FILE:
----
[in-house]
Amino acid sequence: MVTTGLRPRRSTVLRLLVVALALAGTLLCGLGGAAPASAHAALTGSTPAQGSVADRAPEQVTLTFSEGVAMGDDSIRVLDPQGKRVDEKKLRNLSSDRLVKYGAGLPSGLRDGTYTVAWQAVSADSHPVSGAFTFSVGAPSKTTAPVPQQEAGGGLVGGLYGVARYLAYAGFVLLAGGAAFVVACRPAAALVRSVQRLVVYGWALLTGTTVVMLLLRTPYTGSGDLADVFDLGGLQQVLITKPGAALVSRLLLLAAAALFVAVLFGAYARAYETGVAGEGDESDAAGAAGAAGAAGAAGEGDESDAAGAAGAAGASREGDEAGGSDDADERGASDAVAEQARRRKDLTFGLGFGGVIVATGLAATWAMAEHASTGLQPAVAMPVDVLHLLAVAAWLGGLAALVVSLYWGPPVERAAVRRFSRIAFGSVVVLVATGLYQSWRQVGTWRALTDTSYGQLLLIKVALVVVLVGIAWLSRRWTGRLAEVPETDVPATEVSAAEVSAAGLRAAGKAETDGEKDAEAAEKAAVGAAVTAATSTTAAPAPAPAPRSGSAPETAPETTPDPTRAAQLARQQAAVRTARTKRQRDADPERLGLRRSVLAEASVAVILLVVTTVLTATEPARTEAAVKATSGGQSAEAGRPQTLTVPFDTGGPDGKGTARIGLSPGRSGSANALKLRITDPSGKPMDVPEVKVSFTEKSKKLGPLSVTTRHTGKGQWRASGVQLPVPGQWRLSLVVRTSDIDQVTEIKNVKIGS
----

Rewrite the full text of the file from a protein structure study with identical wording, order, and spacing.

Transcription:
[in-house]
Amino acid sequence: MVTTGLRPRRSTVLRLLVVALALAGTLLCGLGGAAPASAHAALTGSTPAQGSVADRAPEQVTLTFSEGVAMGDDSIRVLDPQGKRVDEKKLRNLSSDRLVKYGAGLPSGLRDGTYTVAWQAVSADSHPVSGAFTFSVGAPSKTTAPVPQQEAGGGLVGGLYGVARYLAYAGFVLLAGGAAFVVACRPAAALVRSVQRLVVYGWALLTGTTVVMLLLRTPYTGSGDLADVFDLGGLQQVLITKPGAALVSRLLLLAAAALFVAVLFGAYARAYETGVAGEGDESDAAGAAGAAGAAGAAGEGDESDAAGAAGAAGASREGDEAGGSDDADERGASDAVAEQARRRKDLTFGLGFGGVIVATGLAATWAMAEHASTGLQPAVAMPVDVLHLLAVAAWLGGLAALVVSLYWGPPVERAAVRRFSRIAFGSVVVLVATGLYQSWRQVGTWRALTDTSYGQLLLIKVALVVVLVGIAWLSRRWTGRLAEVPETDVPATEVSAAEVSAAGLRAAGKAETDGEKDAEAAEKAAVGAAVTAATSTTAAPAPAPAPRSGSAPETAPETTPDPTRAAQLARQQAAVRTARTKRQRDADPERLGLRRSVLAEASVAVILLVVTTVLTATEPARTEAAVKATSGGQSAEAGRPQTLTVPFDTGGPDGKGTARIGLSPGRSGSANALKLRITDPSGKPMDVPEVKVSFTEKSKKLGPLSVTTRHTGKGQWRASGVQLPVPGQWRLSLVVRTSDIDQVTEIKNVKIGS